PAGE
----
It also makes sense that inhaled cannabis smoke would be more effective at stopping nausea than synthetic marijuana taken orally since the THC in smoke is absorbed and takes effect within minutes. Any THC that has to pass through the gastrointestinal system can take an hour or longer to be digested and interact with ECS receptors.

That pretty much explains why weed can help with nausea caused by chemotherapy, but it leaves one important question.

Can Weed Help With All Cases of Nausea?

The answer appears to be “yes.”

A recent study on the matter was done at the University of New Mexico and published in the Journal of Clinical Gastroenterology. Nearly one thousand nausea sufferers, with widely varying causes for their distress, participated in self-administered sessions.

Their symptoms were measured on a 1-10 scale before, during, and after using weed. And more than 96% of participants reported their nausea decreased by an average of four points on the ten-point scale within one hour.

Among the specific findings:

  • Significant symptom relief began five minutes after consumption and continued to improve after that.
  • Flower and weed concentrates provided the greatest relief.
  • Joints were associated with more effective relief than pipes or vaporizers.
  • Sativa and hybrid strains were more effective at relieving nausea than indica strains, and higher-THC/lower-CBD strains provided the most relief.

Several illnesses and diseases have been discussed or investigated in connection with nausea and cannabis as well.

HIV/AIDS

A form of synthetic marijuana is prescribed for HIV/AIDS patients who lose their appetite as a side effect of the disease, and weed has been shown to relieve a number of HIV/AIDS side effects that lead patients to skip their prescribed medications. Nausea wasn’t specifically studied, but it is one of those side effects.

And a large-scale questionnaire administered to HIV-positive participants showed that 93% reported decreased problems with nausea after cannabis use.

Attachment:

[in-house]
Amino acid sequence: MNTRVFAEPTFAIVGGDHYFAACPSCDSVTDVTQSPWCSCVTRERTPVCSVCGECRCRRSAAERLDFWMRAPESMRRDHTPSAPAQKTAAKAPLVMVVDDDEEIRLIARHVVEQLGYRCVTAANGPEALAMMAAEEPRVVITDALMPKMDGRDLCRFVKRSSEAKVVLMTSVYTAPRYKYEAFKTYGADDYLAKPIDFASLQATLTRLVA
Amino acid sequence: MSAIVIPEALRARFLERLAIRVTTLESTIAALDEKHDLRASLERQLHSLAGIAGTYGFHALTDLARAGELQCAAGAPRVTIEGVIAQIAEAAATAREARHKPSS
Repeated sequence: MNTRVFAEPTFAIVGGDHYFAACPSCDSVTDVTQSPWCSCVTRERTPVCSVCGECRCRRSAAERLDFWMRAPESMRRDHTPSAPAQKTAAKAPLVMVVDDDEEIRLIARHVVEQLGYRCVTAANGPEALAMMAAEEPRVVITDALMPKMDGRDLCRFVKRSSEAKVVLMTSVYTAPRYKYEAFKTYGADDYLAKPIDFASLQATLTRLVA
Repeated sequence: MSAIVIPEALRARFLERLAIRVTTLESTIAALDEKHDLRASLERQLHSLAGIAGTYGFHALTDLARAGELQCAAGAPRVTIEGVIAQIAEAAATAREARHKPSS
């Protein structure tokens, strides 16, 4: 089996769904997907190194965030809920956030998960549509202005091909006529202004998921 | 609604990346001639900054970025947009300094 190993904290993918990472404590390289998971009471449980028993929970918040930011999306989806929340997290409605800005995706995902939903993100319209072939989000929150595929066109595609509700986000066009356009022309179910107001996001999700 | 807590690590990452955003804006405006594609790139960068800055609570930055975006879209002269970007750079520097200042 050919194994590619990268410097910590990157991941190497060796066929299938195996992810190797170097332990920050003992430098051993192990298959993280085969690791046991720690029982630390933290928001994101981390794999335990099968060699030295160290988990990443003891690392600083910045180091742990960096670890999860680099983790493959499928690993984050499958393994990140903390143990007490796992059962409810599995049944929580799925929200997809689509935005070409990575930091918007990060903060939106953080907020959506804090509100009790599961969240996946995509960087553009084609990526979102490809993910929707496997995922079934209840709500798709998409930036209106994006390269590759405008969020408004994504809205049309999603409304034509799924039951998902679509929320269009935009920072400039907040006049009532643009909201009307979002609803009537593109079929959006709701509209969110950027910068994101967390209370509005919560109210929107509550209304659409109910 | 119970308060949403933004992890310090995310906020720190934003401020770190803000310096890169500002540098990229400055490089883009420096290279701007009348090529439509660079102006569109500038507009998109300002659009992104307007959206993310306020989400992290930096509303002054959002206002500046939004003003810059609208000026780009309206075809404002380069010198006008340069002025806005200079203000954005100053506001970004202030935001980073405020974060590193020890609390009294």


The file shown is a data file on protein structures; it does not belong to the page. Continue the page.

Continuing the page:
Motion Sickness

The efficacy of marijuana as a treatment for nausea associated with motion sickness has not yet been rigorously studied.

However, research into the body’s reaction to a NASA parabolic flight simulator found that the participants’ endocannabinoid levels dropped significantly when they became nauseous. The clear implication is that improved ECS communication — which might be provided by the cannabinoids in cannabis — could help the body fight nausea caused by motion sickness.

Does Weed Help With Nausea: FAQ

Q: Could weed help pregnant women with nausea they often experience during the first trimester?
A: It’s possible, but pregnancy is one of the only nausea-causing conditions for which weed may be contraindicated. One reason is that a mother’s cannabis use appears to have negative effects on fetal neurological development and future mental health. The other is that there seems to be a correlation between nausea during pregnancy and marijuana use. One study found that expectant mothers with serious nausea issues were more likely to have smoked during their pregnancy. Some researchers believe the issue may be due to cannabis hyperemesis syndrome accelerated by pregnancy.

Q: OK, so what is cannabis hyperemesis syndrome?
A: Hyperemesis is a severe vomiting problem that can last for 24-48 hours after smoking. A small number of regular, long-term weed smokers actually find that they have reoccurring problems with nausea, vomiting, abdominal pain, and dehydration, and it’s likely due to cannabis hyperemesis syndrome. No one’s sure exactly what causes the issue, but it’s usually blamed on either overstimulation of the ECS or genetics. And sadly, the only “cure” is to stop smoking.

References

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Aapro, M. (2018). CINV: still troubling patients after all these years. Supportive Care in Cancer, 26(1), 5-9.

Adel, N. (2017). Overview of chemotherapy-induced nausea and vomiting and evidence-based therapies. The American journal of managed care, 23(14 Suppl), S259-S265.

Sallan, S. E., Zinberg, N. E., & Frei III, E. (1975). Antiemetic effect of delta-9-tetrahydrocannabinol in patients receiving cancer chemotherapy. New England Journal of Medicine, 293(16), 795-797.